You can't accuse tech firms of lacking vision. This week we discovered that Samsung's gearing up to provide an entire ecosystem of virtual reality products, and that Tesla's Elon Musk wants to colonise Mars. We also learned about the imminent end of the Wii U, how Pokemon works in Augmented Reality and that HTC would quite like to sell some smartphones – and we wondered whether Apple's extraordinary iPhone sales streak is finally coming to an end. It's a particularly futuristic Week in Tech!
Samsung's VR vision
Could Samsung become the king of virtual reality? It's certainly aiming for that position, unveiling yet more components of a VR ecosystem that encompasses smartphones, headsets, and now 360-degree VR filming. Samsung's new 360-degree video camera will go on sale in April, using two cameras in a sphere to record VR-friendly content, and the device integrates tightly with the Galaxy S7 and S7 Edge phones. We don't have full price info yet, but in Europe it'll be €350, which is about £271/$400/AU$515.
HTC: 10 out of 10?
Does the new HTC 10 get 10 out of 10 in our review? Not quite: we've docked a few points for a less than impressive camera, buggy system software and disappointing audio. "HTC has put all the right bits in here," says our smartphone supremo Gareth Beavis says, but it "only partly delivers". It's "technically very able but doesn't offer a massive wow factor". Check out our full HTC 10 review.
IO, IO, it's off to work we go
Mark your calendars: Google IO 2016 developer conference takes place from May 18-20. It's when Google sets out its stall for the year ahead, and it's going to be fascinating. We'll see much more of Android N, which is the next generation of Android, and the latest Android Wear devices and software – possibly improved iPhone compatibility – as well as self-driving cars, modular mobiles and sharks with frickin' laser beams. Okay, maybe not that last one. Expect lots of buzz around Chrome and Android cross-compatiblity, lots of smart home tech and some eye-popping VR demos.
Apple financials: mo' money, mo' problems
Were last year's soaraway iPhone sales a blip, or has Apple reached peak iPhone? Analysts are consulting the tea leaves and reading the runes after Apple's latest financial results, which showed a drop in iPhone sales. They're still doing staggering numbers, but the numbers aren't as staggering as they were last year. But even if, after 13 years, Apple's amazing sales streak is starting to slow, the iPhone is still one of the most extraordinary successes in tech history – and Apple still has enough money to wage war on Jupiter.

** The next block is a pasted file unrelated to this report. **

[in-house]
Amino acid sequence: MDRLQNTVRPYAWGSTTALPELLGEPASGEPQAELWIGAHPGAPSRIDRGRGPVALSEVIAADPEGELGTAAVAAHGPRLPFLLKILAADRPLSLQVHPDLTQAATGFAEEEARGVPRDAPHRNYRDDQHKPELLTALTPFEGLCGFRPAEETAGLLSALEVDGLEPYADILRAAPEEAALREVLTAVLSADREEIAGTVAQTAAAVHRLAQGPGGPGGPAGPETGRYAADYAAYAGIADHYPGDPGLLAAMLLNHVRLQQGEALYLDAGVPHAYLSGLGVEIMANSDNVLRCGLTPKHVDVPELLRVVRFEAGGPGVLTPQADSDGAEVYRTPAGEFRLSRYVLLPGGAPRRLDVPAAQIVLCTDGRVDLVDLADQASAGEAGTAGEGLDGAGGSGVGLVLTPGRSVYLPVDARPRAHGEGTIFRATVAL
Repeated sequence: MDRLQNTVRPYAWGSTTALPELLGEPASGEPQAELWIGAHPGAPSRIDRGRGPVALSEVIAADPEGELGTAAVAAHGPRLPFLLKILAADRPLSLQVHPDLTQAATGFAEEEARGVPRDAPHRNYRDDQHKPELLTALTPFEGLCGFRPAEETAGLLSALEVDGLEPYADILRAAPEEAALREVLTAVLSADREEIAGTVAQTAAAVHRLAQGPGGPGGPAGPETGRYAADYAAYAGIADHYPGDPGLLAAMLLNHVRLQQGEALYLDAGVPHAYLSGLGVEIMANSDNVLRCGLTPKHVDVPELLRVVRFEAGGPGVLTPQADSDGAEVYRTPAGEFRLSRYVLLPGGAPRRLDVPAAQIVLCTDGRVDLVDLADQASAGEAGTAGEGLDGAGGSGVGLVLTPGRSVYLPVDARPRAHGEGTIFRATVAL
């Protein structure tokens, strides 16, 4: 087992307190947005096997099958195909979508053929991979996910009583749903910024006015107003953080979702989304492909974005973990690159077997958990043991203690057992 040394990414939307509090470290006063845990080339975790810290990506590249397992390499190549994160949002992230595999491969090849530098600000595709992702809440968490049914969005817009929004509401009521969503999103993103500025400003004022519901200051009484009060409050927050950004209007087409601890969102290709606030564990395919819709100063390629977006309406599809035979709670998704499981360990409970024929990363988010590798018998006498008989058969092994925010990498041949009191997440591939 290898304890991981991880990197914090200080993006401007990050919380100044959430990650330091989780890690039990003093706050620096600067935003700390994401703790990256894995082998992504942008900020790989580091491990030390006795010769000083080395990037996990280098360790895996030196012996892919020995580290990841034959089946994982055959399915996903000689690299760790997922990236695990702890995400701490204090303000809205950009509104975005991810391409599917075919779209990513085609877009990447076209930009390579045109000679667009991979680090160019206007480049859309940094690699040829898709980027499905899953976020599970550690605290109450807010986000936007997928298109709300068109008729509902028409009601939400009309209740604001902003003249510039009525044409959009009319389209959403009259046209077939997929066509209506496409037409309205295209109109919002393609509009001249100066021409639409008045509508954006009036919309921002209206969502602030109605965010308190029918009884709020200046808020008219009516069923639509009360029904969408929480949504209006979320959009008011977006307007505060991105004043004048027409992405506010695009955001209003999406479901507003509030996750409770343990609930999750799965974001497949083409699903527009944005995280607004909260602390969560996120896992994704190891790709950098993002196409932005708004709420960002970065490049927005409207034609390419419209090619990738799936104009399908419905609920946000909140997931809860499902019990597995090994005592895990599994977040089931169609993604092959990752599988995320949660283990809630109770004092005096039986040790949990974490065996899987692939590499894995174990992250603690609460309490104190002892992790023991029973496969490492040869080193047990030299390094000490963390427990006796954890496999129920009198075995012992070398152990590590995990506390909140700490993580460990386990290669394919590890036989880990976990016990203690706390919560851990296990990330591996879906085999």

Pokemon is Go, but the Wii U is going
Fancy playing with Pokemon in the real world? You'll be able to do just that very soon with Pokemon Go, an augmented reality app for smartphones. James Peckham explains: "Nine minutes of leaked gameplay footage has revealed more about how the upcoming augmented reality game Pokémon Go will work. Pokémon Go… will let us catch monsters in the wild using our smartphones and fulfil our destinies as Pokémon masters."
But while it's all Go for Pokemon, Nintendo has confirmed what we'd already guessed: the Wii U's days are numbered. The Nintendo NX is still nearly a year away, but production of the Wii U will cease a year after the NX launches – so the Wii will be RIP in March 2018. Here's hoping the Nintendo NX is brilliant, because some analysts are already predicting that "it is not going to be very good".
Musk's mission to Mars
If you thought SpaceX's recent orbital adventures were impressive, you ain't seen nothing yet: the firm, founded by Tesla's Elon Musk, is planning to send a rocket to Mars – and it plans to do it in the next two years. As Matt Swider explains: "Landing a reusable spacecraft on Mars is just the first step for SpaceX CEO Elon Musk who, earlier this year, said he wanted humans to colonize Mars by 2025." Humans won't be on the first flight, however: Musk "wouldn't recommend transporting astronauts beyond Earth-Moon region" in spaceships with the "internal volume size of an SUV".
How's this for a cold case: scientists are using forensic analysis techniques on footprints dating back 3.6 million years. They aren't trying to solve a crime, though – they're using software normally used for crime scene analysis to discover how our ancestors walked. Duncan Geere explains that "researchers from Bournemouth University have used modern forensic footprint analysis techniques to decouple the tracks on the merged trail, revealing information about the body mass, height and walking speed of the creatures that made them". The information it offers is "incredible", researchers say.